My sister, Patty Chaffin Parks, came from a large family. She and I grew up with an older sister Joan – who has passed – a younger sister Linda, and a younger brother Dennis – who just passed last December. We were a fairly happy family. Our parents married young, and Patty and Joan also married young, when they were 16 or 17. I remember that Patty and I had to share a bed when we were very young. In those days – I would have been between 5 and 10 – our parents used to fight once in a while, and on one particular time it got a little rough. While they were fighting, Patty tried to protect and comfort me. She held me close as we hid in the bathroom. I remember I was crying and she held me close and tell me that everything was going to be all right.
Patty and Joan would kid around and flirt with some of the guys I hung out with, usually the ones a little older then me. Patty married a nice young man Jerry Parks from South Charleston, Ohio. Patty and I were close, but later our sister Linda became much closer. I did spend the night several time with Patty and Jerry. I also spent the night with Jerry’s brother Dennis. Later on as adults we ran around together.
I also remember riding with Patty in her car one time and thinking what a smart and beautiful sister I have. Patty and Jerry had three children: Brenda, Dale and Tracy. After Patty and Jerry were married for several years, they both went to work for a local dairy company, Lawson Dairy. They were managers of one of their stores and Jerry also did some work at the main plant. Patty always seemed happy to me. Like most families, there were some problems in their marriage, but I don’t believe it was anything to worry about.
In the mid-1960’s, my wife and I had a daughter, and a month or two later Patty had their youngest child Tracy, who by the way is the youngest survivor of Jonestown. It was just a few months after that when Patty and Jerry attended a little church in South Charleston that Jerry’s grandfather had started several years back. It was a Pentecostal church. I bring this up because Jimmy Jones also preached in a Pentecostal church in Indiana and he had visited their church several times. It was around this time they started telling us about him. My wife and I actually visited their church and heard Jimmy Jones speak. He claimed to have done a healing on a child that night we were there. I remember him having the child brought up to the front so he could lay his hands on him and then he claimed he had removed a tumor from some organ and the child was healed.
Patty told us that Jimmy Jones had told them that God had told him there was going to be a nuclear war and God wanted him to take his church and these folks in South Charleston and a few other churches to Ukiah in northern California. It was a little town down in a valley where they would be protected from fallout, and the people there would be the people God would start the world over with. It sounded good. I believe it was just a couple of months later that most of Jerry’s family – and of course Patty – packed up and move to Ukiah.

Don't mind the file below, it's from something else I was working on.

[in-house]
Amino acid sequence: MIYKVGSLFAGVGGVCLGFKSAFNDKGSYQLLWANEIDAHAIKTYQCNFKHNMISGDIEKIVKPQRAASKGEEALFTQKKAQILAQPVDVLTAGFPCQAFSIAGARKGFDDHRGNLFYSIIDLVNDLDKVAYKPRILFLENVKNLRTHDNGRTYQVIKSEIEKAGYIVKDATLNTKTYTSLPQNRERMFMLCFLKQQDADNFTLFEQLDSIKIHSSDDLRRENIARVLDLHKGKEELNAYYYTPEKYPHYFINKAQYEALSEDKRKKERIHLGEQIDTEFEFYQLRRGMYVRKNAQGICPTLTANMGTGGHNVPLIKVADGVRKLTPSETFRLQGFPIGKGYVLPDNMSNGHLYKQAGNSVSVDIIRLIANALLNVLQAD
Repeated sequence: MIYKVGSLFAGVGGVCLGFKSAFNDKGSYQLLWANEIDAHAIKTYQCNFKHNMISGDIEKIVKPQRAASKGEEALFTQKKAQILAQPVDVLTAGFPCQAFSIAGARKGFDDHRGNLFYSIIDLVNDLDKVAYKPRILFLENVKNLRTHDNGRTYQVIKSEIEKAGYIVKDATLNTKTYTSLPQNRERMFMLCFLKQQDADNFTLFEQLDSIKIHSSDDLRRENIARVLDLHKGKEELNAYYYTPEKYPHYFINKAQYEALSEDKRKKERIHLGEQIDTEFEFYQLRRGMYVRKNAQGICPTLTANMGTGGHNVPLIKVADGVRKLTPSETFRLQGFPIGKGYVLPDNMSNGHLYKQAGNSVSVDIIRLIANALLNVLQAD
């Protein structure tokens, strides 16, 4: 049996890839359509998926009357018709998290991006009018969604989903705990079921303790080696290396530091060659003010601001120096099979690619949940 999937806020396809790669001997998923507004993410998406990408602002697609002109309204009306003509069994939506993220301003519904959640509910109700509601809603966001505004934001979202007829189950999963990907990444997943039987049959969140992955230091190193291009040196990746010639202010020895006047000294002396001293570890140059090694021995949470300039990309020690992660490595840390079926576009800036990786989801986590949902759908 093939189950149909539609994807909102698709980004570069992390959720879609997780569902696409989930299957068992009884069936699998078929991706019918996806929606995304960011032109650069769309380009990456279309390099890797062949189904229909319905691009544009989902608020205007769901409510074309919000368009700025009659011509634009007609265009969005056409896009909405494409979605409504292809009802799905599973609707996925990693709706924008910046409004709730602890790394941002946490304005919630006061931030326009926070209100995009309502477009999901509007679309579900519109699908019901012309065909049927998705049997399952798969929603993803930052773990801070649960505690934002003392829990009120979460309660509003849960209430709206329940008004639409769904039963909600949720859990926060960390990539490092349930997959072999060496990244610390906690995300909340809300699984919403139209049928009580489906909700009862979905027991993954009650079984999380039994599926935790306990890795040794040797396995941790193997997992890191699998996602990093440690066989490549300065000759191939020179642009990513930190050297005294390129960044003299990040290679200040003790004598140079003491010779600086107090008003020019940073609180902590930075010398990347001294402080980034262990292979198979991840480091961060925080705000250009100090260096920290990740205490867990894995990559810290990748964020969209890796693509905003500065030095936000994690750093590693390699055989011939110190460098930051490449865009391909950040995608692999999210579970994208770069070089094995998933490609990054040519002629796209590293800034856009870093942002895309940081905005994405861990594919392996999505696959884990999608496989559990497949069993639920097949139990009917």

Right away Patty wrote Mom and told her how happy they were and how nice it was where they were living. Then she let us know that we were not to send any Christmas gifts because Jimmy taught that they should all be equal, that no one should receive more then the other.
After they moved out there, many poor people became a part of this group and some of them lived in bad situations. Patty and Jerry were able to get their own place, though. Both of them had jobs and worked hard.
In the early 70’s I went into the ministry and began to hear troubling things about Jimmy Jones and this cult that my sister and her family got wrapped up in. My mother and my older sister both went out to visit them, and my mom actually lived out there for a while. They said it was a little weird, that the people treated Jimmy Jones as though he were God and that they heard him say he was the Christ. My brother also visited while he was in the service, but he didn’t seem to understand what was going on.
Jimmy Jones wrote my mother after she came home and tried to talk her into leaving our father and moving back out there. This was what God wanted her to do, Jimmy said. I remember reading that letter and pointing out to my mom how many times he mentioned his name – about 30 – to how many times he mentioned God’s name was mentioned – once.
I wrote Patty a number of letters telling her what I was hearing, but she just said she was happier than she had ever been and it was not really any of my business.
I was preaching in Indiana at this time and then moved to a ministry in Louisiana. We had heard that Patty and her family were going to a South American country to help start a children’s home. And then there I was watching TV and they broke in and told what had happened and it was there that I heard the horrible news about my sister being killed on some airstrip and they showed this video of people on a wagon being pulled by a tractor shooting at people trying to board the plane. This of course is where my sister was killed as her youngest daughter Tracy stood next to her side. Tracy was not hurt – and we thank God for that – but she did spend several days in the jungle hiding with others.
My wife and I recently went out to Ukiah to visit Patty’s and our family. We found that they are still devastated by what had taken place in their lives 30 years ago. They never really had any closure since Patty’s funeral was held before her family got back to the States.
Patty was a good person and full of love. I know she was a good mother but somehow this nut Jones really had her brainwashed at least until they got to Jonestown.
(William Chaffin can be reached at email@example.com.)